color = Color.Black
)
Text(
text = "$${total.toInt()}",
style = MaterialTheme.typography.labelSmall,
color = Color.Gray
)
}
}
view raw ValueView.kt hosted with ❤ by GitHub

Let’s put it all together in our core Row element to see how it’s looking so far.

It’s almost there!

Chart Implementation Time 📈

Now, let’s get into the details of how we’ll implement this chart using Jetpack Compose. This is the icing on the cake of our Composable.

Our (made-up) requirements indicate that we need to support a dynamic list of values and that the chart needs to be green if the stock’s trend is going up and red otherwise.

The first step is to draw a line between a pair of values using a Canvas.

Canvas(
modifier = Modifier
.fillMaxHeight()
.weight(1f),
onDraw = {
val fromPoint = Offset(x = 0f, y = size.height)
val toPoint = Offset(x = size.width, y = 0f)
drawLine(
color = lineColor,
start = fromPoint,
end = toPoint,
strokeWidth = 3f
)
})
view raw PerfChart.kt hosted with ❤ by GitHub

Line from coordinates (0, maxHeight) to (maxWidth, 0)

 

Now that we can draw lines, we need a list of pairs for each value and its next value so we can render all possible lines in our chart. Fortunately, Kotlin makes this straightforward.

val zipList: List<Pair<Float, Float>> = list.zipWithNext()
view raw zipList.kt hosted with ❤ by GitHub

The idea behind this is that we receive something like this:

[value1, value2, value3, value4]

And we convert it to:

[(value1, value2), (value2, value3), (value3, value4)]

See zipWithNext() for more

With this step complete, we can run through our list of pairs and render a Canvas drawing a line from the first value of the Pair to the second, creating a Canvas for each of them.

@Composable
fun PerformanceChart(modifier: Modifier = Modifier, list: List<Float> = listOf(1f, 2f, 3f, 4f)) {
val zipList: List<Pair<Float, Float>> = list.zipWithNext()
Row(modifier = modifier) {
val lineColor = Color.Black
for (pair in zipList) {
Canvas(
modifier = Modifier
.fillMaxHeight()
.weight(1f),
onDraw = {
val fromPoint = Offset(x = 0f, y = size.height)
val toPoint = Offset(x = size.width, y = 0f)
drawLine(
color = lineColor,
start = fromPoint,
end = toPoint,
strokeWidth = 3f
)
})
}
}
}

The final and perhaps most important step is to determine the relative value of each point on the Canvas. To do this, we find the max and min values of our list and use them to determine the relative value of each coordinate in our zipped list.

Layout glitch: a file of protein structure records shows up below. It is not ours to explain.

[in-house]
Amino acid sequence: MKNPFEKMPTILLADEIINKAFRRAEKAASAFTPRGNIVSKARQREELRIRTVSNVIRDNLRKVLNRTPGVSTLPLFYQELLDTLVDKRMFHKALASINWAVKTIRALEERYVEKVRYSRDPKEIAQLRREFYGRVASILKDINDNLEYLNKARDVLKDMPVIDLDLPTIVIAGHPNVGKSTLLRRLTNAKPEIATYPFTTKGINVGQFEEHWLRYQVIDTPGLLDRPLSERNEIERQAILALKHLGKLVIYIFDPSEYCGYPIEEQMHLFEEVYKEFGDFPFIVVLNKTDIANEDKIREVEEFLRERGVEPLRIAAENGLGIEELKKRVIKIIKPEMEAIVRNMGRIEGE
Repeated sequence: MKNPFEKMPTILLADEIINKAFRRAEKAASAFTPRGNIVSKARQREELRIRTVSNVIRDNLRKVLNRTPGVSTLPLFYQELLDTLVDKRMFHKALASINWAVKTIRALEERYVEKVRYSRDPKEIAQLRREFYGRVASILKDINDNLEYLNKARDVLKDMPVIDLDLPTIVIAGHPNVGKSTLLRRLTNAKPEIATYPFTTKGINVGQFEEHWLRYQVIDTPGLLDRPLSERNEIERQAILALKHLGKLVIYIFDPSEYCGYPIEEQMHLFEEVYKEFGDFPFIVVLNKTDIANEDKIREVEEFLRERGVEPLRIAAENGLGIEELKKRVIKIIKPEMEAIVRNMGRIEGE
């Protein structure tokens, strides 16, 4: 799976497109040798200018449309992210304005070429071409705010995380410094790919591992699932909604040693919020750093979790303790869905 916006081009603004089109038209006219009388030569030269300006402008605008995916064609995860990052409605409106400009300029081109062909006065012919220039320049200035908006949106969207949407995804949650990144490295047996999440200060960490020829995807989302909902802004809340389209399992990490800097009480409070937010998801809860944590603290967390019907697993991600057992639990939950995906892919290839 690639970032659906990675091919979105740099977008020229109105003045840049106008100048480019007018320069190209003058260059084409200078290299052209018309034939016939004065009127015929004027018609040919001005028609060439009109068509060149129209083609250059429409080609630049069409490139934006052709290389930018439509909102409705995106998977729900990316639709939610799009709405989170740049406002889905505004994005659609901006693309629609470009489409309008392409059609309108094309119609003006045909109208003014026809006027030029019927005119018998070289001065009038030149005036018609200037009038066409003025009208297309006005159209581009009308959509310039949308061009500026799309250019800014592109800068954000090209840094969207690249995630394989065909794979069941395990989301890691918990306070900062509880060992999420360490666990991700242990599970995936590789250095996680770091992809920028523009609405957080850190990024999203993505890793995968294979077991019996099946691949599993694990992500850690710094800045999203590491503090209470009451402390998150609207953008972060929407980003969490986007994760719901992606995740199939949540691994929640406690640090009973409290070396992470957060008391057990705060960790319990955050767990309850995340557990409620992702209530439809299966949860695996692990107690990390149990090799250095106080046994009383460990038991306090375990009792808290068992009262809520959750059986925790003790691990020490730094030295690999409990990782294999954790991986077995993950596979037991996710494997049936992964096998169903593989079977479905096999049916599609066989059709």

val max = list.max()
val min = list.min()
private fun getValuePercentageForRange(value: Float, max: Float, min: Float) =
(value - min) / (max - min)

Our updated Composable:

@Composable
fun PerformanceChart(modifier: Modifier = Modifier, list: List<Float> = listOf(10f, 20f, 3f, 1f)) {
val zipList: List<Pair<Float, Float>> = list.zipWithNext()
Row(modifier = modifier) {
val max = list.max()
val min = list.min()
val lineColor =
if (list.last() > list.first()) LightOlive else LightCarmin // <-- Line color is Green if its going up and Red otherwise
for (pair in zipList) {
val fromValuePercentage = getValuePercentageForRange(pair.first, max, min)
val toValuePercentage = getValuePercentageForRange(pair.second, max, min)
Canvas(
modifier = Modifier
.fillMaxHeight()
.weight(1f),
onDraw = {
val fromPoint = Offset(x = 0f, y = size.height.times(1 - fromValuePercentage)) // <-- Use times so it works for any available space
val toPoint =
Offset(x = size.width, y = size.height.times(1 - toValuePercentage)) // <-- Also here!
drawLine(
color = lineColor,
start = fromPoint,
end = toPoint,
strokeWidth = 3f
)
})
}
}
}

Now, we have a 100% flexible Composable that not only supports any number of values but also adapts nicely to the available space.

We draw one Canvas with one line in each Row of our composable

 

We simply add the Performance chart in the right place in our original row and we are done.

Looking sharp!

Final Thoughts

Thanks to the powerful combination of Kotlin and Jetpack Compose, we’ve achieved a highly dynamic and customized piece of UI that would have otherwise relied on third-party libraries to create a proper chart, which might not have fully met our requirements.

I hope this tutorial has deepened your knowledge of Compose. Thank you for reading this far, and have an awesome day! 🧉

P.S.: If you are interested all the implementation details and the full Finance UI Repo with this and more Finance Composables here:

 

 

This article was previously published on proandroiddev.com